Differentiation strategy for online materials
Saqib Akram, a very proactive teacher from Derby High School who uses our online GCSE Applied Business course, emailed us today with some feedback from his students
The wording on all assignment questions eg. Module 1 portfolio A Cameron balloons. All pupils felt that the questions asked could be simplified as they found it difficult to understand. They also felt that question had too much text in them which put them off reading all of the question.
We’ve also had equal but opposite feedback from other teachers who fear that the work does not stretch their students enough to aim for an A*. All entirely normal stuff; students of that course cover the whole ability range and you can’t please everyone. Or can you?
Right from its inception, Paperless School was designed to invisibly manage differentiated material, applying the right level of a course to each student, without involving the teacher in a load of dreary admin. Challenge number one, which with Saqib’s impetus we’ll address over the Summer, is to produce parallel versions of the core course modules.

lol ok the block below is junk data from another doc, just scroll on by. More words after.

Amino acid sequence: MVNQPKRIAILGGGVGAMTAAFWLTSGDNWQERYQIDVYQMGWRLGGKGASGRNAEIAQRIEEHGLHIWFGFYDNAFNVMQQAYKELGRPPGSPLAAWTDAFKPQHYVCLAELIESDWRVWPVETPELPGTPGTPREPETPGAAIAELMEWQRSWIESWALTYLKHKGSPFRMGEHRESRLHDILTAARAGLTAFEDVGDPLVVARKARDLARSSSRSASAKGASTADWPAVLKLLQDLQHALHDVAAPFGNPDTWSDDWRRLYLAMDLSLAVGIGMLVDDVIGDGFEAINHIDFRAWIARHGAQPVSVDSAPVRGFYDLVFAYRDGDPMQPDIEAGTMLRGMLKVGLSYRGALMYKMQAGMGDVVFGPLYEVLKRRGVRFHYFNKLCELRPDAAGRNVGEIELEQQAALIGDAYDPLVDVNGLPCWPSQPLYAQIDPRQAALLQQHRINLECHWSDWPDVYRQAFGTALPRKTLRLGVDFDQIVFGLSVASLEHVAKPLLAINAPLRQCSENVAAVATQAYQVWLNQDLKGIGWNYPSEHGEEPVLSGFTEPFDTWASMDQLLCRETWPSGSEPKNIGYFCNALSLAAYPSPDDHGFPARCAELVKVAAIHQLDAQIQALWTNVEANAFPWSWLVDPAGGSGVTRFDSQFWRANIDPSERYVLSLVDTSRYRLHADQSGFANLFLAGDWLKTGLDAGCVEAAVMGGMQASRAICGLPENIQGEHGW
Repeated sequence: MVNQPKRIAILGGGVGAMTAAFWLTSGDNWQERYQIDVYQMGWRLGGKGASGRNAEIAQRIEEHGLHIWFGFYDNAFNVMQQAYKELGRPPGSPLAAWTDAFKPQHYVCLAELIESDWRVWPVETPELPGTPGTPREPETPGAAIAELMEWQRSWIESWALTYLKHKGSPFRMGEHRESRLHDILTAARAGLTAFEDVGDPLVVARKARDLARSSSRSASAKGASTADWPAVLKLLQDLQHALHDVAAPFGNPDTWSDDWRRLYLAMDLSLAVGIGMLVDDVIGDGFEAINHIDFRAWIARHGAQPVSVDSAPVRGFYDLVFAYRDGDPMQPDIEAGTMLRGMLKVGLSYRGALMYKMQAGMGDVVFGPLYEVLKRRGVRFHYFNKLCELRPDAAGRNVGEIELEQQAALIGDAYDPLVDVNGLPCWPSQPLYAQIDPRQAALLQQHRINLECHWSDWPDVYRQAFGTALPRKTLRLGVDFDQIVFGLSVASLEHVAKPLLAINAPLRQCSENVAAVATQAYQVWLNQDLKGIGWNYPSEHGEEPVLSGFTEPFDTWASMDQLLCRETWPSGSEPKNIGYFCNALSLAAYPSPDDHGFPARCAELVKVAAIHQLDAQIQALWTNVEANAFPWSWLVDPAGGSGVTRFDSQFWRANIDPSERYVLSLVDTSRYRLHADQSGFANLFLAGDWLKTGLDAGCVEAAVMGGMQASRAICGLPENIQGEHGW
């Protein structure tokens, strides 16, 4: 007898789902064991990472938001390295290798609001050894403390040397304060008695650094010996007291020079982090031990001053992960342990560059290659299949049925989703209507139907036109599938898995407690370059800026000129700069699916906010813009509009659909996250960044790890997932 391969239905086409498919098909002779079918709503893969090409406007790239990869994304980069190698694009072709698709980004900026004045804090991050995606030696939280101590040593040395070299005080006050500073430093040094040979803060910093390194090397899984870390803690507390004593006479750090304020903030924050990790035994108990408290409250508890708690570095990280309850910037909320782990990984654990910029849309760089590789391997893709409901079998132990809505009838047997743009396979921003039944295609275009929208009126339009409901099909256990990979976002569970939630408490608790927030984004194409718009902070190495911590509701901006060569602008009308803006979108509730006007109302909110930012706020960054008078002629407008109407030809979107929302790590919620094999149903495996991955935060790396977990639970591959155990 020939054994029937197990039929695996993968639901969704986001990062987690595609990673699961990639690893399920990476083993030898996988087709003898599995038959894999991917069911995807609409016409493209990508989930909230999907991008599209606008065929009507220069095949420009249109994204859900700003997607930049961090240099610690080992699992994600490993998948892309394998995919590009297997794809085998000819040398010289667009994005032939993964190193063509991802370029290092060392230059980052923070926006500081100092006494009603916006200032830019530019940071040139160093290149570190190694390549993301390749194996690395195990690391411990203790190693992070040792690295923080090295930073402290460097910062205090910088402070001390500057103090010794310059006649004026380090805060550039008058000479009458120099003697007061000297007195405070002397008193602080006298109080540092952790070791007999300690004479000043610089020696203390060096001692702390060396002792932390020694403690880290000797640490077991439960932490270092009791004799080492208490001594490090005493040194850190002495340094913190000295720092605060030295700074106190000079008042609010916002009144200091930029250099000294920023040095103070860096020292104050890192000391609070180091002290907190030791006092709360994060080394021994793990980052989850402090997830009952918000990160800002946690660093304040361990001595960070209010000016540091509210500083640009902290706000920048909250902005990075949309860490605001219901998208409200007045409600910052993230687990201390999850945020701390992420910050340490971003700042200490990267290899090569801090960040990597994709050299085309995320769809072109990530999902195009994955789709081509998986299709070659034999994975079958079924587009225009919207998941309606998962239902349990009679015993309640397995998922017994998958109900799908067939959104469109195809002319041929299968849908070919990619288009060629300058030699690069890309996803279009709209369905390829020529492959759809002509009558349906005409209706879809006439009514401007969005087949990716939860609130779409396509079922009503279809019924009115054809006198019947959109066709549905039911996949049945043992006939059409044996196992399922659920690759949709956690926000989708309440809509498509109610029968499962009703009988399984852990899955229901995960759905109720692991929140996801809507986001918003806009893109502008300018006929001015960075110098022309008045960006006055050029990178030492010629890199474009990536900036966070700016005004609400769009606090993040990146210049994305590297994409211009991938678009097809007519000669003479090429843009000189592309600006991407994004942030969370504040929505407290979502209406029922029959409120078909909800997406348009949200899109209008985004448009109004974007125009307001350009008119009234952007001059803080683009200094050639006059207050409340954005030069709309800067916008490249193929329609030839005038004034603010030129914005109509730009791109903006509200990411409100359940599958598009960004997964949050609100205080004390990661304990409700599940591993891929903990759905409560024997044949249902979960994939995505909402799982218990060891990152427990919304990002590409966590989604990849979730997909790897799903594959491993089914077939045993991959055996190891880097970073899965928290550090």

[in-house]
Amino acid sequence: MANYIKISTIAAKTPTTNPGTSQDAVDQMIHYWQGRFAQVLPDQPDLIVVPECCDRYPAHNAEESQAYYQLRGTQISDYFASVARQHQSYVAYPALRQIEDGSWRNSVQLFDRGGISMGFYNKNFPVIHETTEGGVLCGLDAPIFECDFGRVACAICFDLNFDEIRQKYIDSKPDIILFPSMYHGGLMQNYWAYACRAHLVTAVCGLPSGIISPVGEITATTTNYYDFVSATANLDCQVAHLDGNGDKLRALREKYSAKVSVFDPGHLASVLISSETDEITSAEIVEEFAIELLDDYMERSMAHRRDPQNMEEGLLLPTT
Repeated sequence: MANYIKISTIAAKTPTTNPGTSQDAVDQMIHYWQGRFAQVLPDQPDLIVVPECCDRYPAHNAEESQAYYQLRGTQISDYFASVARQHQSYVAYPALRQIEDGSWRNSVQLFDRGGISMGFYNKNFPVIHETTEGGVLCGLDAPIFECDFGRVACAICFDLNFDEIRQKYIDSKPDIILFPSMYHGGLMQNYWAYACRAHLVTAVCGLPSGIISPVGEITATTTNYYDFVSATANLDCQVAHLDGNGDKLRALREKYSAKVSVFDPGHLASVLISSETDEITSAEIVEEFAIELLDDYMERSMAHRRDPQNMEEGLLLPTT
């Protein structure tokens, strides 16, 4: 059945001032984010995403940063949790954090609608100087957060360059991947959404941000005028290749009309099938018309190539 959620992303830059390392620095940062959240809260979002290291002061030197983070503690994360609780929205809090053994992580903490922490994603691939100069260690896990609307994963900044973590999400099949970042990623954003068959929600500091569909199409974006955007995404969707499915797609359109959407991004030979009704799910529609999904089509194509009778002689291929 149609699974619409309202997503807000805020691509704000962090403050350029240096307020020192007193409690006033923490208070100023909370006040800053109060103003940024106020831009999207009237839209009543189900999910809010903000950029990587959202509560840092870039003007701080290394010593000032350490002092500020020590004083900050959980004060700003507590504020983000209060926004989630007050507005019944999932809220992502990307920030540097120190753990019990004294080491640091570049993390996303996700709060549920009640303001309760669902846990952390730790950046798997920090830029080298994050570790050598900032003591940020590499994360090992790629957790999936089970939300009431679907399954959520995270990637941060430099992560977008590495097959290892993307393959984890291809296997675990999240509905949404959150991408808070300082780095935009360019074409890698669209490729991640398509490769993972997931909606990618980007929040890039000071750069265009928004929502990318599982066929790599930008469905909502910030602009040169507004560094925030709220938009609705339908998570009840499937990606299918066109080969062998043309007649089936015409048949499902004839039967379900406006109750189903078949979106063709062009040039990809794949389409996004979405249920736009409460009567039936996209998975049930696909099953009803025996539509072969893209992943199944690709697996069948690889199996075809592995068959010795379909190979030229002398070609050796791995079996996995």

Challenge number two is more vexing. How do we know each student’s level? To begin with, it’s easy. We simply ask the teacher to predict that student’s grade. But what if the student improves? Or backslides?
We could use each student’s current marks to determine a level, perhaps. But then one fluke good grade could bunk the student up into a level where they flounder, or vice-versa. Perhaps an average over the last three assignments would be enough to demonstrate a level that was both current and sustainable. We’re going to have to experiment widely with this before we get it right, I think. Until then, it will still be down to Saqib and his colleagues to periodically update the system’s knowledge of his students’ abilities.